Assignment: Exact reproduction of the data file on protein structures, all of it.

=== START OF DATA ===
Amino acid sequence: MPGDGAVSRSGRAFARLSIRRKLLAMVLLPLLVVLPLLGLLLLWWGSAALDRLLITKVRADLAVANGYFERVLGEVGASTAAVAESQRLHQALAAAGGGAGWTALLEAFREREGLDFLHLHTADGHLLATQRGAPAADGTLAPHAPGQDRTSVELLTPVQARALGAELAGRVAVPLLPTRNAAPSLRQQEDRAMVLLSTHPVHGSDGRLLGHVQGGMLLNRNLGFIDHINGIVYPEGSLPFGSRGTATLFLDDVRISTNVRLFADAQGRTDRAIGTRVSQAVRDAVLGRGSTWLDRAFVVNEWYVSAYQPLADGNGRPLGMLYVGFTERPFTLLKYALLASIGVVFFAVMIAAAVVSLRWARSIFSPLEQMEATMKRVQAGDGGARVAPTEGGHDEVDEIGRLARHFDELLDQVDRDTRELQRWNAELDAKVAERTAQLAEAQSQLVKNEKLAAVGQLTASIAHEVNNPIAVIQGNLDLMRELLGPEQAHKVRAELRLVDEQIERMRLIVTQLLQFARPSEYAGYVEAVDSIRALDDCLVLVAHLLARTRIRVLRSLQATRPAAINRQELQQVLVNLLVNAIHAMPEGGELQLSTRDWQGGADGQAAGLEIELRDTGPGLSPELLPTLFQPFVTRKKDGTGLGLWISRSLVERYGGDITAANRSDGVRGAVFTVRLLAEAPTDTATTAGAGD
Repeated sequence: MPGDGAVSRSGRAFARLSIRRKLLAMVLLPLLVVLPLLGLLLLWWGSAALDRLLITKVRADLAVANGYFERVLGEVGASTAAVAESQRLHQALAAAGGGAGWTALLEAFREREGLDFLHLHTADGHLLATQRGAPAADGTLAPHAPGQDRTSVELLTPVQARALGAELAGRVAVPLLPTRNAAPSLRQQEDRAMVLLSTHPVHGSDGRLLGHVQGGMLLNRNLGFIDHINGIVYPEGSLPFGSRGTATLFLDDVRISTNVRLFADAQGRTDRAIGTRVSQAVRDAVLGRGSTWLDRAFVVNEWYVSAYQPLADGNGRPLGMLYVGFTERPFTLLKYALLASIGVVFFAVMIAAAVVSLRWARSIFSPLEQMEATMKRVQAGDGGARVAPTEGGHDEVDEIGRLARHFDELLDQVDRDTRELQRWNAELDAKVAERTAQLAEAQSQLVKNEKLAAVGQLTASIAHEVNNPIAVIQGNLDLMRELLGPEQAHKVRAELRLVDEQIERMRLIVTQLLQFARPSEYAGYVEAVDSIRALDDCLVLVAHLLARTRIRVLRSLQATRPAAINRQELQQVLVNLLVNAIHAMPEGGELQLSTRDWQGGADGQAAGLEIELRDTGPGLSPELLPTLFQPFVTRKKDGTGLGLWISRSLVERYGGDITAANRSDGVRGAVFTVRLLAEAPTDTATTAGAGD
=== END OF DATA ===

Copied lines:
Amino acid sequence: MPGDGAVSRSGRAFARLSIRRKLLAMVLLPLLVVLPLLGLLLLWWGSAALDRLLITKVRADLAVANGYFERVLGEVGASTAAVAESQRLHQALAAAGGGAGWTALLEAFREREGLDFLHLHTADGHLLATQRGAPAADGTLAPHAPGQDRTSVELLTPVQARALGAELAGRVAVPLLPTRNAAPSLRQQEDRAMVLLSTHPVHGSDGRLLGHVQGGMLLNRNLGFIDHINGIVYPEGSLPFGSRGTATLFLDDVRISTNVRLFADAQGRTDRAIGTRVSQAVRDAVLGRGSTWLDRAFVVNEWYVSAYQPLADGNGRPLGMLYVGFTERPFTLLKYALLASIGVVFFAVMIAAAVVSLRWARSIFSPLEQMEATMKRVQAGDGGARVAPTEGGHDEVDEIGRLARHFDELLDQVDRDTRELQRWNAELDAKVAERTAQLAEAQSQLVKNEKLAAVGQLTASIAHEVNNPIAVIQGNLDLMRELLGPEQAHKVRAELRLVDEQIERMRLIVTQLLQFARPSEYAGYVEAVDSIRALDDCLVLVAHLLARTRIRVLRSLQATRPAAINRQELQQVLVNLLVNAIHAMPEGGELQLSTRDWQGGADGQAAGLEIELRDTGPGLSPELLPTLFQPFVTRKKDGTGLGLWISRSLVERYGGDITAANRSDGVRGAVFTVRLLAEAPTDTATTAGAGD
Repeated sequence: MPGDGAVSRSGRAFARLSIRRKLLAMVLLPLLVVLPLLGLLLLWWGSAALDRLLITKVRADLAVANGYFERVLGEVGASTAAVAESQRLHQALAAAGGGAGWTALLEAFREREGLDFLHLHTADGHLLATQRGAPAADGTLAPHAPGQDRTSVELLTPVQARALGAELAGRVAVPLLPTRNAAPSLRQQEDRAMVLLSTHPVHGSDGRLLGHVQGGMLLNRNLGFIDHINGIVYPEGSLPFGSRGTATLFLDDVRISTNVRLFADAQGRTDRAIGTRVSQAVRDAVLGRGSTWLDRAFVVNEWYVSAYQPLADGNGRPLGMLYVGFTERPFTLLKYALLASIGVVFFAVMIAAAVVSLRWARSIFSPLEQMEATMKRVQAGDGGARVAPTEGGHDEVDEIGRLARHFDELLDQVDRDTRELQRWNAELDAKVAERTAQLAEAQSQLVKNEKLAAVGQLTASIAHEVNNPIAVIQGNLDLMRELLGPEQAHKVRAELRLVDEQIERMRLIVTQLLQFARPSEYAGYVEAVDSIRALDDCLVLVAHLLARTRIRVLRSLQATRPAAINRQELQQVLVNLLVNAIHAMPEGGELQLSTRDWQGGADGQAAGLEIELRDTGPGLSPELLPTLFQPFVTRKKDGTGLGLWISRSLVERYGGDITAANRSDGVRGAVFTVRLLAEAPTDTATTAGAGD